If we should start taking seriously the “post-racial” nature of Obama’s rise, we might start asking that it mean something beyond assigning a professional and political premium to certain individuals based on Obama’s myth of “race and inheritance.” But the obvious advantage that race played for the inauthentic son of slavery and segregation contradicts the myth. The notion of a white American jackboot forever on the neck of our culturally most powerful–black Americans–was questionable before Obama’s remarkable campaign and the ecstatic reception of his inauguration. Now it is farcical.
But it isn’t only that Barack Obama renders the white/black reparations dynamic absurd. The nascent Diversity State finds itself too soon and too totally triumphant. The bogey of white oppression threatens to become no longer plausible, and those groups assigned varying stature within the hierarchy of grievance are already eyeing one another uneasily.
The order now threatened by diversity is not pre– but post-civil rights. That minority became synonymous with oppressed, and “underrepresented” synonymous with denied, once only enhanced the power of the dominant minority, which extracted concessions from a still comfortable majority (that could still afford them and held an expectation of final conciliation). Smaller minority groups were content to follow the leader and accept a subordinate position. But what happens to that dynamic in a “post-racial” (“post-white”) America where the majority of individuals have a birthright claim against the white plurality and no sense of obligation toward a black population that is culturally dominant, politically favored and stubbornly lagging in professional and scholastic achievement?
It was therefore Holder’s purpose to preclude any challenges to black America’s position atop the hierarchy of grievance. Black equality is more than simple equality. Holder is here to defend the primacy of his faction as the vanguard of a revolution now triumphant:
In addition, the other major social movements of the latter half of the 20th century — feminism, the nation’s treatment of other minority groups, even the antiwar effort — were all tied in some way to the spirit that was set free by the quest for African American equality. Those other movements may have occurred in the absence of the civil rights struggle, but the fight for black equality came first and helped to shape the way in which other groups of people came to think of themselves and to raise their desire for equal treatment. Further, many of the tactics that were used by these other groups were developed in the civil rights movement.
By more false accommodation he allows that feminism, anti-war protests and other minority rights movements “may” have happened without the black civil rights movement–insinuating that they probably would have not. When Holder goes on to assert that black history is too little studied, and that “African American history is American history”, he declares that black history is more than American history, and greater than any other group’s American history.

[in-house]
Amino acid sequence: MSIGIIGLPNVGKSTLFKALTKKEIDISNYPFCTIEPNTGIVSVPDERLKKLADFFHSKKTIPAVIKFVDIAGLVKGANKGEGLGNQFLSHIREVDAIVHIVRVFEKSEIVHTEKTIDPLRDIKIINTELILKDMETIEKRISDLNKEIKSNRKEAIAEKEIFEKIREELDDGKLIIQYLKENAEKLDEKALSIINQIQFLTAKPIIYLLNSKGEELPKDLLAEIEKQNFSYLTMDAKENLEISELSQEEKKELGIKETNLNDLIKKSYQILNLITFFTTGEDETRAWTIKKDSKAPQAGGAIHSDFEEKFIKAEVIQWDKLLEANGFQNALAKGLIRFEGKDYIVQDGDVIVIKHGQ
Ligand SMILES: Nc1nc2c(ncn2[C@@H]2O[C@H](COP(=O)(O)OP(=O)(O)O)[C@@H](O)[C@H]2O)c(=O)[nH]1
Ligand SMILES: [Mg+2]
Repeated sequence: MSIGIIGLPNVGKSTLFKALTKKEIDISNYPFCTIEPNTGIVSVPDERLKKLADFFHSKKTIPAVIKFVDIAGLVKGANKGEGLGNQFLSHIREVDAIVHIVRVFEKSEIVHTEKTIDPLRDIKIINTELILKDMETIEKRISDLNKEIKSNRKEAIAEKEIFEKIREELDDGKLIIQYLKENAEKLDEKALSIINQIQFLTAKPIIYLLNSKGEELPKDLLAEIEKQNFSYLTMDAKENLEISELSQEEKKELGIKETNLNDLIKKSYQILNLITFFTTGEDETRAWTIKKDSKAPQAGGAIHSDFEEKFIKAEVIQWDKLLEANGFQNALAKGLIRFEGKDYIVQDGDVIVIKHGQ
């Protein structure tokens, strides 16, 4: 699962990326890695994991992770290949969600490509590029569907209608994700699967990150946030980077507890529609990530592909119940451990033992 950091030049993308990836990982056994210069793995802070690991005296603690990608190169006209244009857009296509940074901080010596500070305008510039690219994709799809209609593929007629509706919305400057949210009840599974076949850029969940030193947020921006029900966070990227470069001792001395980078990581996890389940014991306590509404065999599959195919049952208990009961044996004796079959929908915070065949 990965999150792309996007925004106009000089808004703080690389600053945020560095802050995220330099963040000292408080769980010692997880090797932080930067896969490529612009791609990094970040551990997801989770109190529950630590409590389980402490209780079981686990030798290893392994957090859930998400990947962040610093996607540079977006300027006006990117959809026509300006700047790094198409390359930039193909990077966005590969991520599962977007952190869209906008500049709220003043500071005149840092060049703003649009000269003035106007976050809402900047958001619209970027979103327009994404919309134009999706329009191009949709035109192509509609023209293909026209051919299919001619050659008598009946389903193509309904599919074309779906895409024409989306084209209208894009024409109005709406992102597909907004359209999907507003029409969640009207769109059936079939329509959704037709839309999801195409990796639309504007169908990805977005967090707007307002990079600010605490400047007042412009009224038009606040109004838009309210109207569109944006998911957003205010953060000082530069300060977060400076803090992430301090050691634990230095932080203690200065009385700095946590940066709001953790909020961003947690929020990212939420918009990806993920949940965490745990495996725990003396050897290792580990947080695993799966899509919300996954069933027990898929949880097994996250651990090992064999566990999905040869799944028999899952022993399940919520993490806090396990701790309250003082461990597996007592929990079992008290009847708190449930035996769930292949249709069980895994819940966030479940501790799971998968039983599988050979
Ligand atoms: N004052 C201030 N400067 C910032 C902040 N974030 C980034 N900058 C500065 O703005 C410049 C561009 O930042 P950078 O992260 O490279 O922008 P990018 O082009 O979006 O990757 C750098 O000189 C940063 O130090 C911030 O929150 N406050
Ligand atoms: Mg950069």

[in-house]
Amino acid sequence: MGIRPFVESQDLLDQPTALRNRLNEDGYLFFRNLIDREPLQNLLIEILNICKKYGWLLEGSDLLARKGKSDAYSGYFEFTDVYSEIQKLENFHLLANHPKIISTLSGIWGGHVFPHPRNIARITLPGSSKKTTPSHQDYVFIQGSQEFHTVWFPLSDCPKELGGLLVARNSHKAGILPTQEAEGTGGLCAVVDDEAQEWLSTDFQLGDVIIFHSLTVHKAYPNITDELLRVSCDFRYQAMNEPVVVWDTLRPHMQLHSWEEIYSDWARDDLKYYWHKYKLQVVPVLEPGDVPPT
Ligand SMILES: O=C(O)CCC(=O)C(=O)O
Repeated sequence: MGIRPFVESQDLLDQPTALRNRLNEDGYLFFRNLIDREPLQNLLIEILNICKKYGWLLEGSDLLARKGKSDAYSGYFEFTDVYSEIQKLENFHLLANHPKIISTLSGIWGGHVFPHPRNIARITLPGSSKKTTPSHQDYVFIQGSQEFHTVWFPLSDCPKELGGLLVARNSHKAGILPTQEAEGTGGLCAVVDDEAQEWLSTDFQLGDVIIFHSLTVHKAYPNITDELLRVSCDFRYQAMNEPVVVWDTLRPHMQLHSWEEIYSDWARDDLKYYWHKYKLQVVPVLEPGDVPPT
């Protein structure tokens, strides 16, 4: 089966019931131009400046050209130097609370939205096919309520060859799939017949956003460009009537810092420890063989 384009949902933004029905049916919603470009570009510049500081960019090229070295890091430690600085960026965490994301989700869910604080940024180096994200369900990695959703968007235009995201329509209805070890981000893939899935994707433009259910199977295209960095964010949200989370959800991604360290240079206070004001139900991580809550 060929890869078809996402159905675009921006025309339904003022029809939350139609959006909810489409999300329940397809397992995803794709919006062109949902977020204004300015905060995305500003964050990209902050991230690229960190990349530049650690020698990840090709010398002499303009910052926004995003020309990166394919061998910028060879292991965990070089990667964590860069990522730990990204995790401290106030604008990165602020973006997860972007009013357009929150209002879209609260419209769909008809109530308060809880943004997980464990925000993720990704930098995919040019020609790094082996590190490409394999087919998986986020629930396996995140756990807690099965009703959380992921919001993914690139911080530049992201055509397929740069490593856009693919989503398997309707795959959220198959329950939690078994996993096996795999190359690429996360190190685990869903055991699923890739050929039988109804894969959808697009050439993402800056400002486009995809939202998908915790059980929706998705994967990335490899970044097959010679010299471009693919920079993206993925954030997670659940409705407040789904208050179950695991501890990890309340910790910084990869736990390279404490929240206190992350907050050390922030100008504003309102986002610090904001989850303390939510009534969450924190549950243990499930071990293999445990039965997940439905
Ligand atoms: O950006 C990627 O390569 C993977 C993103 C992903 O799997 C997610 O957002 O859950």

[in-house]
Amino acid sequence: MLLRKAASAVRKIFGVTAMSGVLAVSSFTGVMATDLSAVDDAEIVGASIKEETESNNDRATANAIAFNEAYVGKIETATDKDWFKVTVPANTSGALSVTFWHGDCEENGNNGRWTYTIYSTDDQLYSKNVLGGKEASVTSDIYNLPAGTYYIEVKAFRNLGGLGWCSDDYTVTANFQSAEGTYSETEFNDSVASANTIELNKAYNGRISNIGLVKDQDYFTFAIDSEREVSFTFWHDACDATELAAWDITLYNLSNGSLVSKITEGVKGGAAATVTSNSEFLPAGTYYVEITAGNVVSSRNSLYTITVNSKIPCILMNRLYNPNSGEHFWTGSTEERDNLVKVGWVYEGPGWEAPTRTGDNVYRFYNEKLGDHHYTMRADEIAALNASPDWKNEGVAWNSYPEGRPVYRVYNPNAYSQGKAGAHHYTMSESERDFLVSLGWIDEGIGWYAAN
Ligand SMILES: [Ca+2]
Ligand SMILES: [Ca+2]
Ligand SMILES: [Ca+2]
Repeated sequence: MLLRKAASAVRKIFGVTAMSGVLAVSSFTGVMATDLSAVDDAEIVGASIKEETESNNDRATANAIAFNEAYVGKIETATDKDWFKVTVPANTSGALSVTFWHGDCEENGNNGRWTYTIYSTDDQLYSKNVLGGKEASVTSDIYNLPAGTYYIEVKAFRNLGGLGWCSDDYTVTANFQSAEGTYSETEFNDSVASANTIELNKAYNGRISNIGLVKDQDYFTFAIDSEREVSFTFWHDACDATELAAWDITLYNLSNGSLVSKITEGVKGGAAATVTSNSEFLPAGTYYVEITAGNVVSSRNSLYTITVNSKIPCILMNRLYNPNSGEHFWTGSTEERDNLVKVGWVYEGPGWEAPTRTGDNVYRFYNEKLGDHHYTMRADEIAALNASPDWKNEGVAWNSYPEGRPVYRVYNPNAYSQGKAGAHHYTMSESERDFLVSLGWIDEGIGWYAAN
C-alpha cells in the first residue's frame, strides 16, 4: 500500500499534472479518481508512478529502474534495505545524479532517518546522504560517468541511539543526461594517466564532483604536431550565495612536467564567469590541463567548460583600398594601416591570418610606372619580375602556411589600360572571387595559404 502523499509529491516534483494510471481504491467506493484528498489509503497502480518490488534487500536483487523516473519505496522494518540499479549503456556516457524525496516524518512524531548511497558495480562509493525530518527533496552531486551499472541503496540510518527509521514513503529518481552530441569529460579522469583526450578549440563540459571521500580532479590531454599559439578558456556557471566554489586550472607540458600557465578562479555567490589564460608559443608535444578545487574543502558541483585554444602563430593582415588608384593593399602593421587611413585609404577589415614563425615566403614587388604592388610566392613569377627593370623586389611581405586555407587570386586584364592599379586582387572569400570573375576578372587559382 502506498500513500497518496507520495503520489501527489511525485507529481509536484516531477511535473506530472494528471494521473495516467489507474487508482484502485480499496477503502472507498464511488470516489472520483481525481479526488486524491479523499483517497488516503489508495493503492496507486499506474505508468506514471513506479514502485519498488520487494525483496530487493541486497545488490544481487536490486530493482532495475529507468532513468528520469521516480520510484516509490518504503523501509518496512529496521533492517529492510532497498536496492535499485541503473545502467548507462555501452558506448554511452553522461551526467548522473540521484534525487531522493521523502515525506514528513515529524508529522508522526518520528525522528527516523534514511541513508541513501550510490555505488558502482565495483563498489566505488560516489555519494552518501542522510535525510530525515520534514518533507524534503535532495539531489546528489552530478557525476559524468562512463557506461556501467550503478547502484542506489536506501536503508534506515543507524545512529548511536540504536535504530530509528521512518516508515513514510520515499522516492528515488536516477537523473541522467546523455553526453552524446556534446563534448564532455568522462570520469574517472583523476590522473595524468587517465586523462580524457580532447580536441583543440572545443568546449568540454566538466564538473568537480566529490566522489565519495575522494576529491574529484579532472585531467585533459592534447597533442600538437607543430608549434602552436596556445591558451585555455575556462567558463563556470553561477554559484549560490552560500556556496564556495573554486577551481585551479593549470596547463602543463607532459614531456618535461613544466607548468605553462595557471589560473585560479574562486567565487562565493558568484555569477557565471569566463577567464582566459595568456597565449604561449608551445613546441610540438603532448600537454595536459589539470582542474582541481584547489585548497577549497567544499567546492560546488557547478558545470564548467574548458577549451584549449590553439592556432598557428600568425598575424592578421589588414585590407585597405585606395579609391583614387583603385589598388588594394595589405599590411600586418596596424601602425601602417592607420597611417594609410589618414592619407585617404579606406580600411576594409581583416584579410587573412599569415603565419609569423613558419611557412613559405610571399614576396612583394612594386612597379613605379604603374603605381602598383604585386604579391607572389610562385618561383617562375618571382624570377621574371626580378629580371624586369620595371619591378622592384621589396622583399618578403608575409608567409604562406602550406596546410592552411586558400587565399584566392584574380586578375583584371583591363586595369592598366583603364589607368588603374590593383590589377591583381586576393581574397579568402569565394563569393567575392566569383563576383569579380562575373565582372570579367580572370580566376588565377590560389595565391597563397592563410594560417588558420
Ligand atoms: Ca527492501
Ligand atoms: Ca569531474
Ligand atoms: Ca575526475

The line is that we must continually revisit the sins of the past to understand our present. But in reality the better things get in the present, the more the self-interested must recourse to the dismal past, and the more the present has to be compared to an ideal of race relations that has never existed and may not be possible. There is no historical precedent for America, and nothing like her at present.
The regions from where America’s “disadvantaged minorities” originate cannot compare in wealth, opportunity or liberty. Resentment of this humiliating reality feeds into that encouraged by the dishonest class of political opportunists represented by Holder. The language of civil rights has become an affront, no longer condemnatory of practice but of a people and a nation: the long history of Western civil liberties is only begun with the American civil rights movement and invalidated by the interlude of American slavery. “Simplistic”, indeed.
We are in the late decadent phase of the civil rights movement. Declaring victory and demobilizing is not an option–this would involve the voluntary surrender of power, something that does not happen. Power is only surrendered under coercion or dissipated over time. The latter threat panics Holder and friends. Pretext must be found to justify power. Enemies, if they don’t appear, must be found. First, they are said to be hiding among us. Then, the enemy hides latent within each of us. Our eternal vigilance against “hateful” thought is a population regulating itself on behalf of power.
Holder’s acknowledgement of the problematic nature of diversity reveals an internal contradiction. By unmindful incrementalism we went from the noble ideals of equality and tolerance to their near-opposite: diversity as a goal in itself. Even now one cannot suggest publicly that a policy of ethnic diversifying is no more legitimate than one of ethnic cleansing, and no more fair. And while ethnic cleansing has a long, sordid history, ethnic diversifying has none at all.
A multiracial democratic republic worthy of the name will defend equality before the law against those who equate it with equality of results. It’s too late in the game to deny that fairness in hiring and education produces racial inequality–inequality that, as we’ve seen, does not necessarily benefit the majority. Ethnic diversity and democracy are thus at odds. This was once a given; now it is heresy. But it is heresy only because we think it’s awful that it should be so. Thus far we have chosen not to reconcile a diverse population to democracy, but to reconcile democracy to a diverse population. This may be inevitable. But, as the truth is always worth knowing and no subterfuge lasts forever, we would do well to call the Attorney General’s bluff.